One of the many third rails in local politics is almost any proposed change to Tucson’s El Rio Golf Course.
Golfers and residents — both those who live nearby and those that don’t but are veterans of other fights to save the golf course — are suspicious of a plan to shut down half of the 18-hole course for two months this summer to build a detention basin to capture runoff after storms. The project is designed to stop flooding downstream of the golf course.
At a meeting earlier this week, county flood control officials were met with hostility and distrust from more than three dozen Tucsonans convinced the planned construction is an elaborate attempt to undermine the financial success of the west-side golf course.
City of Tucson officials categorically reject that charge.
The underlying distrust between west-side residents and city officials is decades old, with some convinced that the city has never stopped looking for ways to divest the property. The failed discussions in 2013 between the Tucson City Council and Grand Canyon University to sell the property only further cemented that belief.
Accusations flew during the 90-minute meeting held at the El Rio Neighborhood Center, but several people stated they believed that by partially closing the 18-hole golf course for roughly 60 days for construction would put a six-figure dent in its operating budget. And that could then be used by the council to justify closing the course.
“I worked in the ’70s to save El Rio Golf Course, and again five years ago and I am here tonight to do it again,” Cecilia Cruz-Baldenegro told to a county staffer running the meeting Wednesday night.
Assistant City Manager Albert Elías rejected the accusations, saying the city has no plans to sell El Rio Golf Course or any of the city-owned courses.
The plan, after considerable feedback from the golfing community, is to continue current operations.
In fact, the start date to begin construction in June was designed to coincide with the slowest time of year for the course.
The city of Tucson contracted with the county to address flooding problems downstream of the golf course.
Also questioned Tuesday night was whether the $1 million project is a prudent use of taxpayer dollars, concerns about public transparency, lack of alternatives and comments from the flood control district that the detention basis is only a partial fix and could lead to neighborhood flooding.
After the meeting, Elías says he is willing to at least pump the brakes on the project to consider some of the suggestions made by community members, possibly delaying construction until some issues can be settled.
Cut to assessor’s office budget — was it political?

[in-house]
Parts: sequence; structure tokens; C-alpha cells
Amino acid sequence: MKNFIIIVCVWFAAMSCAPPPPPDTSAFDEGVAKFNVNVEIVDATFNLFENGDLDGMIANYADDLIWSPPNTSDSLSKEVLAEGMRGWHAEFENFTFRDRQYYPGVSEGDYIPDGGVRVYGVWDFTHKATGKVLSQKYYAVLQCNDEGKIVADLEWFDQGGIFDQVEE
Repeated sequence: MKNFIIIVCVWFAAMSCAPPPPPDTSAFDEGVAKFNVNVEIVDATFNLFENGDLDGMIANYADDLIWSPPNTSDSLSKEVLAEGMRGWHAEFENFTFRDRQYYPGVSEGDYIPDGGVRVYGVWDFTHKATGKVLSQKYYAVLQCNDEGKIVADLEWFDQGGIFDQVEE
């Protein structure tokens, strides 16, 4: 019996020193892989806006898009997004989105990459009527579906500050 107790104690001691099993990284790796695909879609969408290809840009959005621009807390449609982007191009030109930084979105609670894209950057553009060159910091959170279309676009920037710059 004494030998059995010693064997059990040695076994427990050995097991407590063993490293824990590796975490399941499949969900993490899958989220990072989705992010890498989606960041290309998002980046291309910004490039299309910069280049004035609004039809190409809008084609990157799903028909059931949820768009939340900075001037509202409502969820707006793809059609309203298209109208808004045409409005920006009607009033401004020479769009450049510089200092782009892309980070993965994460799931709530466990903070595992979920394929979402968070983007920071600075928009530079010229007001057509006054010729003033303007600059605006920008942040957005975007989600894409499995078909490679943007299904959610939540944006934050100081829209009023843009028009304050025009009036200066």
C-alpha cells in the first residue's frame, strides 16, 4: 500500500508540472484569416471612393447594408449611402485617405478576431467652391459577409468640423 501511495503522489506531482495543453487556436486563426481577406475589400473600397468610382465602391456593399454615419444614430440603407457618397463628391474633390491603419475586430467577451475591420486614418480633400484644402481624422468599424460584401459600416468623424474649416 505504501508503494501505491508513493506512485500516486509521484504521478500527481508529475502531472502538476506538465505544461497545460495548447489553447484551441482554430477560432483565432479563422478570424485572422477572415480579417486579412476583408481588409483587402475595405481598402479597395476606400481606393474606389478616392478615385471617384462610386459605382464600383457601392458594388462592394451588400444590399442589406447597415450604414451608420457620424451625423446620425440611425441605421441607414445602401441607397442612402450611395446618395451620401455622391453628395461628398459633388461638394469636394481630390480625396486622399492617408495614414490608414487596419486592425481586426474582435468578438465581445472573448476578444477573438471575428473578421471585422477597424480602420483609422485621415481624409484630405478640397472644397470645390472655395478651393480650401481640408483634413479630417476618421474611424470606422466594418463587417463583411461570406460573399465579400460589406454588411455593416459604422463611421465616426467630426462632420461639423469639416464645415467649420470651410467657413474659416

County Assessor Bill Staples again clashed with the Pima County Board of Supervisors this week, this time publicly complaining about a $700,000 cut to his department’s budget.
The complaint, made during the midst of a two-day budget hearing, suggested that County Administrator Chuck Huckelberry was doling out some political retribution from when Staples said at another public meeting that the county was misleading the public about future tax hikes.
The back and forth between Staples and the Democrat-controlled board has been going on for years over whether Staples has been too aggressive in assessments, mainly commercial assessments.
On Thursday, Huckelberry fired off a memo indirectly addressing Staples’ accusation — noting that the county assessor has returned more than $1 million to the budget for the last two fiscal cycles.
“In his testimony to the Board of Supervisors in developing the (current budget) the Assessor indicated he would return at least $1 million of his budget at the end of FY 2018/19,” Huckelberry wrote. “The $700,000 reduction I authorized and imposed by budget staff simply reflected a more appropriate budget for the Assessor given his historical practices.”
Staples isn’t buying it, saying that Huckelberry’s decision comes after his comments made before the board in February — but long after the county assessor sent over his proposed budget in January.
“It should be done in the normal process,” Staples said, noting that he has been very frugal with his budget. “It should be encouraged and not punished.”
AG investigates Clodfelter
The Arizona Attorney General’s Office is formally looking into whether a former state representative from Tucson broke state lobbying laws.
The Arizona Secretary of State first looked into Todd Clodfelter’s actions at the Capitol this session after the Yellow Sheet Report noted Clodfelter had met with legislators along with his wife. Together the couple owns a lobbying firm called Tag Team Strategies LLC. Last June, Clodfelter established the Arizona Cosmetology Association, an industry group.
In response to inquiries from the Secretary of State’s office, Clodfelter said he had not acted as a lobbyist trying to influence legislators. But in a May 6 letter, Sambo Dul, the new state elections director, found Clodfelter’s responses lacking and decided there was “reasonable cause” to believe Clodfelter violated the one-year ban, which would be a misdemeanor if proven.
The AG’s office is looking into whether there was any civil or criminal wrongdoing.
DGT moves to new restaurant
Political junkies looking for a fix on Mondays will have to drive to a new location starting next week, with the Democrats of Greater Tucson moving their weekly luncheon meetings to Kettle Restaurant on West Starr Pass Boulevard, just west of I-10.
The move was prompted by the closure of the Dragon View Restaurant last week.
With a shift in the menu also comes a bump in the price for the weekly buffet — going from $10 a person to $12 a head.